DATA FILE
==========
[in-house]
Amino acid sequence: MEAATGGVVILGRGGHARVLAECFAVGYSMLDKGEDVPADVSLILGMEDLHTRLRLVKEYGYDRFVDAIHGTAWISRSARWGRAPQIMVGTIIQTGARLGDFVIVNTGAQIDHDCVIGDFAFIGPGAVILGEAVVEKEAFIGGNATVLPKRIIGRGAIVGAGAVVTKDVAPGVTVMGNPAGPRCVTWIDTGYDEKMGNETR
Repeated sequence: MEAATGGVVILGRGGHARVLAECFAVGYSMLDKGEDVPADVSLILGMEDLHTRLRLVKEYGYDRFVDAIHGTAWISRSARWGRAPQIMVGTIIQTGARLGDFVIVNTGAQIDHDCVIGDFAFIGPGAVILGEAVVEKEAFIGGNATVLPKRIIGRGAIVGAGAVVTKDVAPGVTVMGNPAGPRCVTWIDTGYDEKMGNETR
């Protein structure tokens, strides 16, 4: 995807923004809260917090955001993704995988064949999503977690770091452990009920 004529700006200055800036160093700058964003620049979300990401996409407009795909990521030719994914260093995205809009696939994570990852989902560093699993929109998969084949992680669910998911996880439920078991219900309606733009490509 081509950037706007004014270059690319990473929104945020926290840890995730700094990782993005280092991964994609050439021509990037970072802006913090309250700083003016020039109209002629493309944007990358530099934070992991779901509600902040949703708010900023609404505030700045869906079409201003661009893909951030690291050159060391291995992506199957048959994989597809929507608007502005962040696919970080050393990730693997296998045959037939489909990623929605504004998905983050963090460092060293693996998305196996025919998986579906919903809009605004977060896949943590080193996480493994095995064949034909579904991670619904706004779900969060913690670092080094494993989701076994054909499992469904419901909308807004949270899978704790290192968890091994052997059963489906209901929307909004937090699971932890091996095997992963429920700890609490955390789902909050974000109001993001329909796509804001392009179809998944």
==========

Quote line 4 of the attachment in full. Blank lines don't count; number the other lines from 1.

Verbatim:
């Protein structure tokens, strides 16, 4: 995807923004809260917090955001993704995988064949999503977690770091452990009920 004529700006200055800036160093700058964003620049979300990401996409407009795909990521030719994914260093995205809009696939994570990852989902560093699993929109998969084949992680669910998911996880439920078991219900309606733009490509 081509950037706007004014270059690319990473929104945020926290840890995730700094990782993005280092991964994609050439021509990037970072802006913090309250700083003016020039109209002629493309944007990358530099934070992991779901509600902040949703708010900023609404505030700045869906079409201003661009893909951030690291050159060391291995992506199957048959994989597809929507608007502005962040696919970080050393990730693997296998045959037939489909990623929605504004998905983050963090460092060293693996998305196996025919998986579906919903809009605004977060896949943590080193996480493994095995064949034909579904991670619904706004779900969060913690670092080094494993989701076994054909499992469904419901909308807004949270899978704790290192968890091994052997059963489906209901929307909004937090699971932890091996095997992963429920700890609490955390789902909050974000109001993001329909796509804001392009179809998944």